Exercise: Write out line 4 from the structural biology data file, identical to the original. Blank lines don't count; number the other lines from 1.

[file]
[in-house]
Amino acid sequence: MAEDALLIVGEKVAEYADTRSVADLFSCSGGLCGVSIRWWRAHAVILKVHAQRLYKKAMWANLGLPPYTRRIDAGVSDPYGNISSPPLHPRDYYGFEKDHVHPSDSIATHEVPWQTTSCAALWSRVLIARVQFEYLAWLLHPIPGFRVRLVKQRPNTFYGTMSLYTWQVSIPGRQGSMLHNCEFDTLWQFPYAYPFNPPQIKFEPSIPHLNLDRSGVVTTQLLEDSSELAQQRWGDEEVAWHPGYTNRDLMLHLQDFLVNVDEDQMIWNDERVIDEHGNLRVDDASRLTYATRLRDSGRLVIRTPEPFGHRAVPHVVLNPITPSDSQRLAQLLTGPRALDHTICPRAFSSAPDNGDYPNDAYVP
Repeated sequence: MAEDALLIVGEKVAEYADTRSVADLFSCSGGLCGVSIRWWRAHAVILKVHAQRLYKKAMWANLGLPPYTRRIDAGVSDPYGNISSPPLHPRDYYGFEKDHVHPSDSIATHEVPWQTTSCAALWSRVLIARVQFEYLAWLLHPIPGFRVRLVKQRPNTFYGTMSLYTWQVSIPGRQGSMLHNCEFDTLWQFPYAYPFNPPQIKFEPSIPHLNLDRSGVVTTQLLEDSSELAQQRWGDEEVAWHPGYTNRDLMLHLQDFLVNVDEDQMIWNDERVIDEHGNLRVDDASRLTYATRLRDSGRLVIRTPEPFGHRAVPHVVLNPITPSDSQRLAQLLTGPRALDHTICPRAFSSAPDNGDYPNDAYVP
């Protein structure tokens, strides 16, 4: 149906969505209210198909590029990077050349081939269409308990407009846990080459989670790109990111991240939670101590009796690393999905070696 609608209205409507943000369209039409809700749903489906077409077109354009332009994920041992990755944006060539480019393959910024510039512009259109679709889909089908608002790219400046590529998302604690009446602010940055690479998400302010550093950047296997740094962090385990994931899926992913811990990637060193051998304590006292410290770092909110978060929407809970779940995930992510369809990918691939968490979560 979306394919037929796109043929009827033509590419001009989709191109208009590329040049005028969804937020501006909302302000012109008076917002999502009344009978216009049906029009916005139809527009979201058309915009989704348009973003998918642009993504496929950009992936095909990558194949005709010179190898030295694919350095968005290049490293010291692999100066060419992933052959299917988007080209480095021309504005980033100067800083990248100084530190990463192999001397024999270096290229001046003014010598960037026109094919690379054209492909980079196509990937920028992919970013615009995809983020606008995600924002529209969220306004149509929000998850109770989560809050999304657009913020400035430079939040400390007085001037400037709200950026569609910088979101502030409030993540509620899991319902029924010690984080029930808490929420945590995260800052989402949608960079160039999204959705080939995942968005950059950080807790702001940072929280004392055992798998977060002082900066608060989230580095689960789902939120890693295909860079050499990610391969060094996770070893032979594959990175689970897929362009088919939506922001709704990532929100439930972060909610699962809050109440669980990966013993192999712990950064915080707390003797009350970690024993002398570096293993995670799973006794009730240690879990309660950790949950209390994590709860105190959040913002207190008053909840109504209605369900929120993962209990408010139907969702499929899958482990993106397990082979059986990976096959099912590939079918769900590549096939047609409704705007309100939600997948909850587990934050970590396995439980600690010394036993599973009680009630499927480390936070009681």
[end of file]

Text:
């Protein structure tokens, strides 16, 4: 149906969505209210198909590029990077050349081939269409308990407009846990080459989670790109990111991240939670101590009796690393999905070696 609608209205409507943000369209039409809700749903489906077409077109354009332009994920041992990755944006060539480019393959910024510039512009259109679709889909089908608002790219400046590529998302604690009446602010940055690479998400302010550093950047296997740094962090385990994931899926992913811990990637060193051998304590006292410290770092909110978060929407809970779940995930992510369809990918691939968490979560 979306394919037929796109043929009827033509590419001009989709191109208009590329040049005028969804937020501006909302302000012109008076917002999502009344009978216009049906029009916005139809527009979201058309915009989704348009973003998918642009993504496929950009992936095909990558194949005709010179190898030295694919350095968005290049490293010291692999100066060419992933052959299917988007080209480095021309504005980033100067800083990248100084530190990463192999001397024999270096290229001046003014010598960037026109094919690379054209492909980079196509990937920028992919970013615009995809983020606008995600924002529209969220306004149509929000998850109770989560809050999304657009913020400035430079939040400390007085001037400037709200950026569609910088979101502030409030993540509620899991319902029924010690984080029930808490929420945590995260800052989402949608960079160039999204959705080939995942968005950059950080807790702001940072929280004392055992798998977060002082900066608060989230580095689960789902939120890693295909860079050499990610391969060094996770070893032979594959990175689970897929362009088919939506922001709704990532929100439930972060909610699962809050109440669980990966013993192999712990950064915080707390003797009350970690024993002398570096293993995670799973006794009730240690879990309660950790949950209390994590709860105190959040913002207190008053909840109504209605369900929120993962209990408010139907969702499929899958482990993106397990082979059986990976096959099912590939079918769900590549096939047609409704705007309100939600997948909850587990934050970590396995439980600690010394036993599973009680009630499927480390936070009681």